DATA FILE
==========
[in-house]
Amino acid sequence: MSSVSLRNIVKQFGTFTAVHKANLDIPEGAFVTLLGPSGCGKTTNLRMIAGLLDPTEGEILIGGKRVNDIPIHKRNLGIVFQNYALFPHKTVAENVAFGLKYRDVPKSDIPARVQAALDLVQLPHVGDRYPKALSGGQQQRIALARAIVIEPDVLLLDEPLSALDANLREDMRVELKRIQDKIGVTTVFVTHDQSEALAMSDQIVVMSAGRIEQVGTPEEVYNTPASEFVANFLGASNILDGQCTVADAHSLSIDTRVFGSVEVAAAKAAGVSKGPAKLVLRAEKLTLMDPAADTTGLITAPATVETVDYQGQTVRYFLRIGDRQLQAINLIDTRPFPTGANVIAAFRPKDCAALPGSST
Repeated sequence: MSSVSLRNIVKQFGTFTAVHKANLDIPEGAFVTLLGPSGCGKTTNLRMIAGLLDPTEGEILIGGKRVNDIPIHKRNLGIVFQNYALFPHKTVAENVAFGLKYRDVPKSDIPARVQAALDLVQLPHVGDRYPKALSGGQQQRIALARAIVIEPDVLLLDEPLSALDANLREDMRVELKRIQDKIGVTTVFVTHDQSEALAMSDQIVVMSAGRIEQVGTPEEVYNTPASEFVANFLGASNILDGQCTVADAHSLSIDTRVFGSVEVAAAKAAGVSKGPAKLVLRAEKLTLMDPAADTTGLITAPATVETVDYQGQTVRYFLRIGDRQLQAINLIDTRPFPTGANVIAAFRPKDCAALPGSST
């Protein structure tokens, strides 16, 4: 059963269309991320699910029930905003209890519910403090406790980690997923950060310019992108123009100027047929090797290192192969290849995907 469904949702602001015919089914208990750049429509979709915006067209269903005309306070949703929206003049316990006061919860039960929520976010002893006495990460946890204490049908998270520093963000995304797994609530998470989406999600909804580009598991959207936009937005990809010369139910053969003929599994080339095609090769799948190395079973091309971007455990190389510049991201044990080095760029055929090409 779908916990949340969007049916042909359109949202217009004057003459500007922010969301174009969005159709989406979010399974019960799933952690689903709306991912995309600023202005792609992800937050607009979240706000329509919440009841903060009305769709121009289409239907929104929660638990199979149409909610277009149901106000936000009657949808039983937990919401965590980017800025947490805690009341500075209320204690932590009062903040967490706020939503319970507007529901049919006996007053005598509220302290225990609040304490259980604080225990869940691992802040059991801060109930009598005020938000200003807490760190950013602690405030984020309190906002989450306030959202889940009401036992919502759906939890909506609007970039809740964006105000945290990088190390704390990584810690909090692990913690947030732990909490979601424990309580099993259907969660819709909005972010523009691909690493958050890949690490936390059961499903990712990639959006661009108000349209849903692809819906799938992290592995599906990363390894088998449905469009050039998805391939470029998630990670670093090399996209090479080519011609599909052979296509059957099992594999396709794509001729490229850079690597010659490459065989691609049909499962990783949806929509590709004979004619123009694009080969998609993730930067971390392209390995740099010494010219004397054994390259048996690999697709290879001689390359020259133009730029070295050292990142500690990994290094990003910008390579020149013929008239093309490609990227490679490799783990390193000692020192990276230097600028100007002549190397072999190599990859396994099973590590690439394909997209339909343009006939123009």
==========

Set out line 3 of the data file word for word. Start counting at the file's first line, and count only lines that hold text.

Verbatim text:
Repeated sequence: MSSVSLRNIVKQFGTFTAVHKANLDIPEGAFVTLLGPSGCGKTTNLRMIAGLLDPTEGEILIGGKRVNDIPIHKRNLGIVFQNYALFPHKTVAENVAFGLKYRDVPKSDIPARVQAALDLVQLPHVGDRYPKALSGGQQQRIALARAIVIEPDVLLLDEPLSALDANLREDMRVELKRIQDKIGVTTVFVTHDQSEALAMSDQIVVMSAGRIEQVGTPEEVYNTPASEFVANFLGASNILDGQCTVADAHSLSIDTRVFGSVEVAAAKAAGVSKGPAKLVLRAEKLTLMDPAADTTGLITAPATVETVDYQGQTVRYFLRIGDRQLQAINLIDTRPFPTGANVIAAFRPKDCAALPGSST